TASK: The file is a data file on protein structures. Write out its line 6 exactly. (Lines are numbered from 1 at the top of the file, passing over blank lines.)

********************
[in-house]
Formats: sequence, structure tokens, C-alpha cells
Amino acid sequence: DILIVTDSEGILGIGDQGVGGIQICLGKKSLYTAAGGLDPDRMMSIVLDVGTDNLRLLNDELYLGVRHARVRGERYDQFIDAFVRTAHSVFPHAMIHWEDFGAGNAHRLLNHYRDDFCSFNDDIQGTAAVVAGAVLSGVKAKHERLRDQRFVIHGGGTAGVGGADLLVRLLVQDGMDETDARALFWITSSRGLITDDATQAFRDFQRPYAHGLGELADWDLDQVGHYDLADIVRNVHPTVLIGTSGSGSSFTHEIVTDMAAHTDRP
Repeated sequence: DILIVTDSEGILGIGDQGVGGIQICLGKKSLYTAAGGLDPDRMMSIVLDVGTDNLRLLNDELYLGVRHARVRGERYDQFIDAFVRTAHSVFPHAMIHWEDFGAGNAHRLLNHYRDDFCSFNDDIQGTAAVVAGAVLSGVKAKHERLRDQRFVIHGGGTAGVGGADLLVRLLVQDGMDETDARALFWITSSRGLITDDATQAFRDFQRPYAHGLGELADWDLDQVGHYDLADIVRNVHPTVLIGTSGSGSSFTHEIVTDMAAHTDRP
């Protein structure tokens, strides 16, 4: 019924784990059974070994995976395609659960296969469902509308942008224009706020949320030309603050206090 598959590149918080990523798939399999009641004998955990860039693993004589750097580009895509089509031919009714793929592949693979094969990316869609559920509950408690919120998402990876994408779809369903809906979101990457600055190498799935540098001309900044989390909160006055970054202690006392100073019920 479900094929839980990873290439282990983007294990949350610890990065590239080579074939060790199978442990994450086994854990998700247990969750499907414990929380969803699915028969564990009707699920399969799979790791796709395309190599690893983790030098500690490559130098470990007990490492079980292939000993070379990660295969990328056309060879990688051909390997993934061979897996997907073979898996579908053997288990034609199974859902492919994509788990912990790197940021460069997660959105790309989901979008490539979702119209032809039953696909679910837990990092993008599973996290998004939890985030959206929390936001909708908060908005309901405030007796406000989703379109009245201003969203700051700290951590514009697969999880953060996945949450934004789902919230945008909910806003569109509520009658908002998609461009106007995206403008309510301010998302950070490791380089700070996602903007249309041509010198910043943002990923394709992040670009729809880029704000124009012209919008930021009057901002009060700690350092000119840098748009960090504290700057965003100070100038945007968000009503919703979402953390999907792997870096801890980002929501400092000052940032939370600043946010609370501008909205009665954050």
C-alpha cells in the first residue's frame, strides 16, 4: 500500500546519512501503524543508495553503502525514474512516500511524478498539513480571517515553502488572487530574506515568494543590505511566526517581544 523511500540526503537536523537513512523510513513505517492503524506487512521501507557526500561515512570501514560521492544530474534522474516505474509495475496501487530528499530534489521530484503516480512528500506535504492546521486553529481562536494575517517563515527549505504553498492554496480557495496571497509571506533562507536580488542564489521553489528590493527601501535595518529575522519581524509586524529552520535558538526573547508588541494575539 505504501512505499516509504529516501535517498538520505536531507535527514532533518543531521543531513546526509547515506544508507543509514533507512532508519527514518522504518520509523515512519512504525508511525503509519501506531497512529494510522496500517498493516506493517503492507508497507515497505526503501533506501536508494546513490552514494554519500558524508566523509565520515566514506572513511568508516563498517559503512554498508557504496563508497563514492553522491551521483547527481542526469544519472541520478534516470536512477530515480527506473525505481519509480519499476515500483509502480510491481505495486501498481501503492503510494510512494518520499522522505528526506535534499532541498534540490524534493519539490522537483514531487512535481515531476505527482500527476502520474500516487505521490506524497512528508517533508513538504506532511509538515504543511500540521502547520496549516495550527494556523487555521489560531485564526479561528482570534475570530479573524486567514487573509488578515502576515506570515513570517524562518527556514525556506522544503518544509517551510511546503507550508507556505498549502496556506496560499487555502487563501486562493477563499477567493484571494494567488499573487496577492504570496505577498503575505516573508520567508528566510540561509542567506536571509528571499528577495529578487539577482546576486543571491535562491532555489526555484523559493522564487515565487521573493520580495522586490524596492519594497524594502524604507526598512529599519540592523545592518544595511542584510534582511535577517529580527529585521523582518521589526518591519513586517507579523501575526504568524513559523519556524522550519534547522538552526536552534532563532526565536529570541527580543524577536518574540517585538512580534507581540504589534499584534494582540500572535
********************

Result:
C-alpha cells in the first residue's frame, strides 16, 4: 500500500546519512501503524543508495553503502525514474512516500511524478498539513480571517515553502488572487530574506515568494543590505511566526517581544 523511500540526503537536523537513512523510513513505517492503524506487512521501507557526500561515512570501514560521492544530474534522474516505474509495475496501487530528499530534489521530484503516480512528500506535504492546521486553529481562536494575517517563515527549505504553498492554496480557495496571497509571506533562507536580488542564489521553489528590493527601501535595518529575522519581524509586524529552520535558538526573547508588541494575539 505504501512505499516509504529516501535517498538520505536531507535527514532533518543531521543531513546526509547515506544508507543509514533507512532508519527514518522504518520509523515512519512504525508511525503509519501506531497512529494510522496500517498493516506493517503492507508497507515497505526503501533506501536508494546513490552514494554519500558524508566523509565520515566514506572513511568508516563498517559503512554498508557504496563508497563514492553522491551521483547527481542526469544519472541520478534516470536512477530515480527506473525505481519509480519499476515500483509502480510491481505495486501498481501503492503510494510512494518520499522522505528526506535534499532541498534540490524534493519539490522537483514531487512535481515531476505527482500527476502520474500516487505521490506524497512528508517533508513538504506532511509538515504543511500540521502547520496549516495550527494556523487555521489560531485564526479561528482570534475570530479573524486567514487573509488578515502576515506570515513570517524562518527556514525556506522544503518544509517551510511546503507550508507556505498549502496556506496560499487555502487563501486562493477563499477567493484571494494567488499573487496577492504570496505577498503575505516573508520567508528566510540561509542567506536571509528571499528577495529578487539577482546576486543571491535562491532555489526555484523559493522564487515565487521573493520580495522586490524596492519594497524594502524604507526598512529599519540592523545592518544595511542584510534582511535577517529580527529585521523582518521589526518591519513586517507579523501575526504568524513559523519556524522550519534547522538552526536552534532563532526565536529570541527580543524577536518574540517585538512580534507581540504589534499584534494582540500572535